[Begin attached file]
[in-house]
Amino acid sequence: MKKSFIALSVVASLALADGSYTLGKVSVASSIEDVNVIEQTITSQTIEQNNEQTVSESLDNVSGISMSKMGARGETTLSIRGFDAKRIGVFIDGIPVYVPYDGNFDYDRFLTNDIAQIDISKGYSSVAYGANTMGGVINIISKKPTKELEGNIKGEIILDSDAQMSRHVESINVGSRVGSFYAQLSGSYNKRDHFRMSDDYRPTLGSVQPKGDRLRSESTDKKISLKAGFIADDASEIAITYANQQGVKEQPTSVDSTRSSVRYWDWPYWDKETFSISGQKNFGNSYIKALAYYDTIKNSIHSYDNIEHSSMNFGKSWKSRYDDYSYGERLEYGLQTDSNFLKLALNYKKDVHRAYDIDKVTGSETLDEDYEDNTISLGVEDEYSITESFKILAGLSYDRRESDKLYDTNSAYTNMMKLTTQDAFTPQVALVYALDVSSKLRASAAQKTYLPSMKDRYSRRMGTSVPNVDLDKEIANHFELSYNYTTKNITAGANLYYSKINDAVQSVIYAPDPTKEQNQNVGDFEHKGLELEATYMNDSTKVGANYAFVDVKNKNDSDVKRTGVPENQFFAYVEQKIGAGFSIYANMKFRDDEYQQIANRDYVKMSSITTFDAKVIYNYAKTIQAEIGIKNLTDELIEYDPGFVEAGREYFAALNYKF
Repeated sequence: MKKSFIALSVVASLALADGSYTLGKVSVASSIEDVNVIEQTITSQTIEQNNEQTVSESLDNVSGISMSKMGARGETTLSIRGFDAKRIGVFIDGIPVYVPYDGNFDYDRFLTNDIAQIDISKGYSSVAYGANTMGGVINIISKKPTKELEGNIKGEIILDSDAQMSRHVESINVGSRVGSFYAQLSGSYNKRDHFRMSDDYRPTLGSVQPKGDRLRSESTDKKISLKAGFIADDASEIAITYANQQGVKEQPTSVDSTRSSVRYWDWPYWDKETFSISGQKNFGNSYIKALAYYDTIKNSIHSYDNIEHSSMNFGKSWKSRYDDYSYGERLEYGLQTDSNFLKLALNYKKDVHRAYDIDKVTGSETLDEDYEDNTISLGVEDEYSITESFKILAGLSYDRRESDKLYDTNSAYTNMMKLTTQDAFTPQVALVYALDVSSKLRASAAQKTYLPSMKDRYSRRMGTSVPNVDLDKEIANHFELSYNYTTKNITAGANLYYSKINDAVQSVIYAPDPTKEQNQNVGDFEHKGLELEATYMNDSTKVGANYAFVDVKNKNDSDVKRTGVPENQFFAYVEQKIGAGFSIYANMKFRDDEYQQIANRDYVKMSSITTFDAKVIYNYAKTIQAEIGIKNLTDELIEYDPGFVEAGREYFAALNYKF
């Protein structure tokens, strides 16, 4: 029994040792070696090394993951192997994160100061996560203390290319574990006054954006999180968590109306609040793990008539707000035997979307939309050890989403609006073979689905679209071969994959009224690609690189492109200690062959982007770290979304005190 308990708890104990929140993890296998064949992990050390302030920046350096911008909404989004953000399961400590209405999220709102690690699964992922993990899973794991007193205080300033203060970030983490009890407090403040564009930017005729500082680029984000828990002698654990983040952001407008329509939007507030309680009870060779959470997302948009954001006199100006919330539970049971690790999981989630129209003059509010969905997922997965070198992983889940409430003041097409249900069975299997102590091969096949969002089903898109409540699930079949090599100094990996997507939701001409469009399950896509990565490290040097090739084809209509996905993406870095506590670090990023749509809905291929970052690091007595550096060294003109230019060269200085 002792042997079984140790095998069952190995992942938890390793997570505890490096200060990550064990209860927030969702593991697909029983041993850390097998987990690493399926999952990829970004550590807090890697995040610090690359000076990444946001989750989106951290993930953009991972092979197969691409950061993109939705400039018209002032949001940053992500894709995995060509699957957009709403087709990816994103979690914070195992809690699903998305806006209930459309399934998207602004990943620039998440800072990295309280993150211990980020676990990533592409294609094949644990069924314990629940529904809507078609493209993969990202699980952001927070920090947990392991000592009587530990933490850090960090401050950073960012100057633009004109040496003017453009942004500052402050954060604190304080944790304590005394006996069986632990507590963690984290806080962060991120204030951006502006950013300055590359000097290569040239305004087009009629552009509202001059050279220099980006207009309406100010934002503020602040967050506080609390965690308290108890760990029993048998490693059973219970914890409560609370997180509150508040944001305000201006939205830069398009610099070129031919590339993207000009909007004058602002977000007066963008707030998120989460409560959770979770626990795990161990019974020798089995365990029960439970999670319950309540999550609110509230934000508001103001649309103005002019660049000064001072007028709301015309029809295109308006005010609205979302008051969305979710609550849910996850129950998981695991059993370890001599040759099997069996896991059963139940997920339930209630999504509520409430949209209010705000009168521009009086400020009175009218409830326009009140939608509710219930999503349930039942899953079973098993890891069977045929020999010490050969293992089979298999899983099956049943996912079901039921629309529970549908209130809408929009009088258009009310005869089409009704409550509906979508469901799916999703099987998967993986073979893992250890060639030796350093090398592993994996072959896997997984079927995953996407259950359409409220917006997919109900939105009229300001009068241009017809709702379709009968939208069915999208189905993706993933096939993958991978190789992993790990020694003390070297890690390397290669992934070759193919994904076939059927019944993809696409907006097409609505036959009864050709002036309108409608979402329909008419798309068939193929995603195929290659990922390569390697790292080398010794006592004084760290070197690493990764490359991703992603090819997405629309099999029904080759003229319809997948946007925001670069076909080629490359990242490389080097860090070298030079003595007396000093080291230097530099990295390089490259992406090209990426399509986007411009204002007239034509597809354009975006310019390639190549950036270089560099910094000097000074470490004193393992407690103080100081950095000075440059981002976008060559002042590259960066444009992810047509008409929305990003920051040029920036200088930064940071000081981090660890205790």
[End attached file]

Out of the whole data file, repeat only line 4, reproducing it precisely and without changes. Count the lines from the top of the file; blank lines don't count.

């Protein structure tokens, strides 16, 4: 029994040792070696090394993951192997994160100061996560203390290319574990006054954006999180968590109306609040793990008539707000035997979307939309050890989403609006073979689905679209071969994959009224690609690189492109200690062959982007770290979304005190 308990708890104990929140993890296998064949992990050390302030920046350096911008909404989004953000399961400590209405999220709102690690699964992922993990899973794991007193205080300033203060970030983490009890407090403040564009930017005729500082680029984000828990002698654990983040952001407008329509939007507030309680009870060779959470997302948009954001006199100006919330539970049971690790999981989630129209003059509010969905997922997965070198992983889940409430003041097409249900069975299997102590091969096949969002089903898109409540699930079949090599100094990996997507939701001409469009399950896509990565490290040097090739084809209509996905993406870095506590670090990023749509809905291929970052690091007595550096060294003109230019060269200085 002792042997079984140790095998069952190995992942938890390793997570505890490096200060990550064990209860927030969702593991697909029983041993850390097998987990690493399926999952990829970004550590807090890697995040610090690359000076990444946001989750989106951290993930953009991972092979197969691409950061993109939705400039018209002032949001940053992500894709995995060509699957957009709403087709990816994103979690914070195992809690699903998305806006209930459309399934998207602004990943620039998440800072990295309280993150211990980020676990990533592409294609094949644990069924314990629940529904809507078609493209993969990202699980952001927070920090947990392991000592009587530990933490850090960090401050950073960012100057633009004109040496003017453009942004500052402050954060604190304080944790304590005394006996069986632990507590963690984290806080962060991120204030951006502006950013300055590359000097290569040239305004087009009629552009509202001059050279220099980006207009309406100010934002503020602040967050506080609390965690308290108890760990029993048998490693059973219970914890409560609370997180509150508040944001305000201006939205830069398009610099070129031919590339993207000009909007004058602002977000007066963008707030998120989460409560959770979770626990795990161990019974020798089995365990029960439970999670319950309540999550609110509230934000508001103001649309103005002019660049000064001072007028709301015309029809295109308006005010609205979302008051969305979710609550849910996850129950998981695991059993370890001599040759099997069996896991059963139940997920339930209630999504509520409430949209209010705000009168521009009086400020009175009218409830326009009140939608509710219930999503349930039942899953079973098993890891069977045929020999010490050969293992089979298999899983099956049943996912079901039921629309529970549908209130809408929009009088258009009310005869089409009704409550509906979508469901799916999703099987998967993986073979893992250890060639030796350093090398592993994996072959896997997984079927995953996407259950359409409220917006997919109900939105009229300001009068241009017809709702379709009968939208069915999208189905993706993933096939993958991978190789992993790990020694003390070297890690390397290669992934070759193919994904076939059927019944993809696409907006097409609505036959009864050709002036309108409608979402329909008419798309068939193929995603195929290659990922390569390697790292080398010794006592004084760290070197690493990764490359991703992603090819997405629309099999029904080759003229319809997948946007925001670069076909080629490359990242490389080097860090070298030079003595007396000093080291230097530099990295390089490259992406090209990426399509986007411009204002007239034509597809354009975006310019390639190549950036270089560099910094000097000074470490004193393992407690103080100081950095000075440059981002976008060559002042590259960066444009992810047509008409929305990003920051040029920036200088930064940071000081981090660890205790």